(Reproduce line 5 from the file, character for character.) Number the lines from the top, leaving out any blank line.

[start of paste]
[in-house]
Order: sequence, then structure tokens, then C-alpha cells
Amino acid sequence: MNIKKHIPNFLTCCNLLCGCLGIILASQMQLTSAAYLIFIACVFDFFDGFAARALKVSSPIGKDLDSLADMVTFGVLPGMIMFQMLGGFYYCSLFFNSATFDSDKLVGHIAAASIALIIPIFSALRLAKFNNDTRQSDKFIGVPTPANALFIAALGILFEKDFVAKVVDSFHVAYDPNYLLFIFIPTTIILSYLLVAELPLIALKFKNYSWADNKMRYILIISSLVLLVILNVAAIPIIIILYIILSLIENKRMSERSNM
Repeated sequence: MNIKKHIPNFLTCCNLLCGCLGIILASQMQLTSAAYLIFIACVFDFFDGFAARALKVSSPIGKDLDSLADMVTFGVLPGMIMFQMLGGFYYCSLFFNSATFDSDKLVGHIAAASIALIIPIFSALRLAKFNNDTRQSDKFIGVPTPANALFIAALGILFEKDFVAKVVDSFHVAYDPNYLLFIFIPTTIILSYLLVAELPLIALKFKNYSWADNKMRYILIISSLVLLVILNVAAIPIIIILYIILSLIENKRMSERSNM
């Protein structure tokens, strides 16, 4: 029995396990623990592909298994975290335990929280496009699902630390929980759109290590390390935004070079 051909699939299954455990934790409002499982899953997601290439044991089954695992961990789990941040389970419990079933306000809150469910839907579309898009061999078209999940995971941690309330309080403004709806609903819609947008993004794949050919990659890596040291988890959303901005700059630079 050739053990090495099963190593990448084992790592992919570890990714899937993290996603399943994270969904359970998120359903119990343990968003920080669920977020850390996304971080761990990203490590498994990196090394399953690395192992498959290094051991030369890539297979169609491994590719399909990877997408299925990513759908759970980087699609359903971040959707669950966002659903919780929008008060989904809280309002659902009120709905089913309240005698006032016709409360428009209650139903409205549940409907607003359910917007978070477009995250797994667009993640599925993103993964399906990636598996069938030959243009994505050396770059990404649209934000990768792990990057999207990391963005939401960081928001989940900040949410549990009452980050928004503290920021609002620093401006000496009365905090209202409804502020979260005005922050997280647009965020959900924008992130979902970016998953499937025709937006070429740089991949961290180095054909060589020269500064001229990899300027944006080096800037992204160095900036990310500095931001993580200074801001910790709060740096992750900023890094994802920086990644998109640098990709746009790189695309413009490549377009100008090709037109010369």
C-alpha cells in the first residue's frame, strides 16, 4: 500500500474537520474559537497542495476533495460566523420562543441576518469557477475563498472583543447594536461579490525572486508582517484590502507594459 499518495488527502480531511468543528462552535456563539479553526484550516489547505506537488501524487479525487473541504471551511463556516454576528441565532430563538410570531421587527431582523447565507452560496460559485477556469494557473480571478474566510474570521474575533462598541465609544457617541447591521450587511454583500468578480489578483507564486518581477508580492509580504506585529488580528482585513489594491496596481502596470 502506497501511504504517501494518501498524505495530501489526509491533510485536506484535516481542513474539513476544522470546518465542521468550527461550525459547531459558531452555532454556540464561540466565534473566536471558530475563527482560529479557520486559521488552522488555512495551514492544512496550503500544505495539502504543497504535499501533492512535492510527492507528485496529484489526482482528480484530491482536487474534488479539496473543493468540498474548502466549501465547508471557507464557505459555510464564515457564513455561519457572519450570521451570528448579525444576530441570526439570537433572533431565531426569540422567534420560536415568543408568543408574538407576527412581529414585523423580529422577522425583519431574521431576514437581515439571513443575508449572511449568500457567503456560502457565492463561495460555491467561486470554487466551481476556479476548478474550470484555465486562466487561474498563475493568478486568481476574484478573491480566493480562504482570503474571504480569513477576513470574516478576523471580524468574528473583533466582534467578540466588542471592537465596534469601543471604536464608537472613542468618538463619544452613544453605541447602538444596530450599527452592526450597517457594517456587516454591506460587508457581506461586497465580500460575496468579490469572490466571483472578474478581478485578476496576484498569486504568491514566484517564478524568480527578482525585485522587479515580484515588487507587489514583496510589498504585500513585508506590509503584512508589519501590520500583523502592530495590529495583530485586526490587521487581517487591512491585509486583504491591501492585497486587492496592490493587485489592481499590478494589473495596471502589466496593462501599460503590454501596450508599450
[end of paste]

């Protein structure tokens, strides 16, 4: 029995396990623990592909298994975290335990929280496009699902630390929980759109290590390390935004070079 051909699939299954455990934790409002499982899953997601290439044991089954695992961990789990941040389970419990079933306000809150469910839907579309898009061999078209999940995971941690309330309080403004709806609903819609947008993004794949050919990659890596040291988890959303901005700059630079 050739053990090495099963190593990448084992790592992919570890990714899937993290996603399943994270969904359970998120359903119990343990968003920080669920977020850390996304971080761990990203490590498994990196090394399953690395192992498959290094051991030369890539297979169609491994590719399909990877997408299925990513759908759970980087699609359903971040959707669950966002659903919780929008008060989904809280309002659902009120709905089913309240005698006032016709409360428009209650139903409205549940409907607003359910917007978070477009995250797994667009993640599925993103993964399906990636598996069938030959243009994505050396770059990404649209934000990768792990990057999207990391963005939401960081928001989940900040949410549990009452980050928004503290920021609002620093401006000496009365905090209202409804502020979260005005922050997280647009965020959900924008992130979902970016998953499937025709937006070429740089991949961290180095054909060589020269500064001229990899300027944006080096800037992204160095900036990310500095931001993580200074801001910790709060740096992750900023890094994802920086990644998109640098990709746009790189695309413009490549377009100008090709037109010369």